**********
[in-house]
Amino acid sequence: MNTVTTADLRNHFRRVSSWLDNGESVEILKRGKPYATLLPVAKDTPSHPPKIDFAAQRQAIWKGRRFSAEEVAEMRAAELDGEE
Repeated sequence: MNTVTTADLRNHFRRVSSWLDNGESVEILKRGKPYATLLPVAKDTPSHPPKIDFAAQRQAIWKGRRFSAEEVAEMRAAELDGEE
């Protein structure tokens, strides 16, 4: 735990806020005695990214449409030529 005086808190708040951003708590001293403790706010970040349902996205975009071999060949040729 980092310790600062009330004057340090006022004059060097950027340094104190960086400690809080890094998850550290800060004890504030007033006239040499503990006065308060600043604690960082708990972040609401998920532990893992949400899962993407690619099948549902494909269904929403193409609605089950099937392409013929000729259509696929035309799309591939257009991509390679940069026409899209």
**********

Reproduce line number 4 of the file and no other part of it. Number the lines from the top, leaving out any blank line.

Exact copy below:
């Protein structure tokens, strides 16, 4: 735990806020005695990214449409030529 005086808190708040951003708590001293403790706010970040349902996205975009071999060949040729 980092310790600062009330004057340090006022004059060097950027340094104190960086400690809080890094998850550290800060004890504030007033006239040499503990006065308060600043604690960082708990972040609401998920532990893992949400899962993407690619099948549902494909269904929403193409609605089950099937392409013929000729259509696929035309799309591939257009991509390679940069026409899209």